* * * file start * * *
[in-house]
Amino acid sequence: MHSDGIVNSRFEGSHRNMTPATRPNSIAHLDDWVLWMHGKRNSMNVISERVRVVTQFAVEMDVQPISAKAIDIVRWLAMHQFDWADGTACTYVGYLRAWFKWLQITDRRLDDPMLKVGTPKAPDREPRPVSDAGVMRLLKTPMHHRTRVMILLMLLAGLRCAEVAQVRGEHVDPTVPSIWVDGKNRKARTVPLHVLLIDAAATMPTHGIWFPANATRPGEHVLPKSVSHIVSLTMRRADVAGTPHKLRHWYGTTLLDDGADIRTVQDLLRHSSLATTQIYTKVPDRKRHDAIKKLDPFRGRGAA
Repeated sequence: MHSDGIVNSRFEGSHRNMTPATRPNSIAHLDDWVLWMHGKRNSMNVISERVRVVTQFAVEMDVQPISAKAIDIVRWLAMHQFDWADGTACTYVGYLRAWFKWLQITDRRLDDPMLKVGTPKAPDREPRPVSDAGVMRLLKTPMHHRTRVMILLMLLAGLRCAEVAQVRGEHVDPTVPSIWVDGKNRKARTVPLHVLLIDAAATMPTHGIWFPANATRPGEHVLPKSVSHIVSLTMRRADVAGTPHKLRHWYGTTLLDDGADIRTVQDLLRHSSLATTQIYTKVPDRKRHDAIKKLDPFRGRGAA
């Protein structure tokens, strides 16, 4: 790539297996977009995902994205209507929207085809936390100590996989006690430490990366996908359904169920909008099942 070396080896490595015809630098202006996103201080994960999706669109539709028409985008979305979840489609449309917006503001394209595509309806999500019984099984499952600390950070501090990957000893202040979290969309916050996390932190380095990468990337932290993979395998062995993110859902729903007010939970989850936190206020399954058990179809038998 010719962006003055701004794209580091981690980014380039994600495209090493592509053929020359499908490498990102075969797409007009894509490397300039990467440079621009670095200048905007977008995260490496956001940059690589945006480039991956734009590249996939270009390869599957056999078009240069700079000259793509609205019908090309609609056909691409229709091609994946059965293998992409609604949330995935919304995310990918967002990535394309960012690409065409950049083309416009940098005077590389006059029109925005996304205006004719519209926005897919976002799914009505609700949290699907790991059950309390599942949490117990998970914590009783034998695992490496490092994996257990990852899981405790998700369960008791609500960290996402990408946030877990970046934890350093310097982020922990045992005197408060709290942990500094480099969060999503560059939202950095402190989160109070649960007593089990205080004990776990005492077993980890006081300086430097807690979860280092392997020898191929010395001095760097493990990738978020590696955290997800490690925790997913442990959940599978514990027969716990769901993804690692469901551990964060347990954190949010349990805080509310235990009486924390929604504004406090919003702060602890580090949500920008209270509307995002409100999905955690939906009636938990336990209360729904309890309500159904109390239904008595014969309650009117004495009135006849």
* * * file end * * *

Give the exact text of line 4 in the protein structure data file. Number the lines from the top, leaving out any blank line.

């Protein structure tokens, strides 16, 4: 790539297996977009995902994205209507929207085809936390100590996989006690430490990366996908359904169920909008099942 070396080896490595015809630098202006996103201080994960999706669109539709028409985008979305979840489609449309917006503001394209595509309806999500019984099984499952600390950070501090990957000893202040979290969309916050996390932190380095990468990337932290993979395998062995993110859902729903007010939970989850936190206020399954058990179809038998 010719962006003055701004794209580091981690980014380039994600495209090493592509053929020359499908490498990102075969797409007009894509490397300039990467440079621009670095200048905007977008995260490496956001940059690589945006480039991956734009590249996939270009390869599957056999078009240069700079000259793509609205019908090309609609056909691409229709091609994946059965293998992409609604949330995935919304995310990918967002990535394309960012690409065409950049083309416009940098005077590389006059029109925005996304205006004719519209926005897919976002799914009505609700949290699907790991059950309390599942949490117990998970914590009783034998695992490496490092994996257990990852899981405790998700369960008791609500960290996402990408946030877990970046934890350093310097982020922990045992005197408060709290942990500094480099969060999503560059939202950095402190989160109070649960007593089990205080004990776990005492077993980890006081300086430097807690979860280092392997020898191929010395001095760097493990990738978020590696955290997800490690925790997913442990959940599978514990027969716990769901993804690692469901551990964060347990954190949010349990805080509310235990009486924390929604504004406090919003702060602890580090949500920008209270509307995002409100999905955690939906009636938990336990209360729904309890309500159904109390239904008595014969309650009117004495009135006849």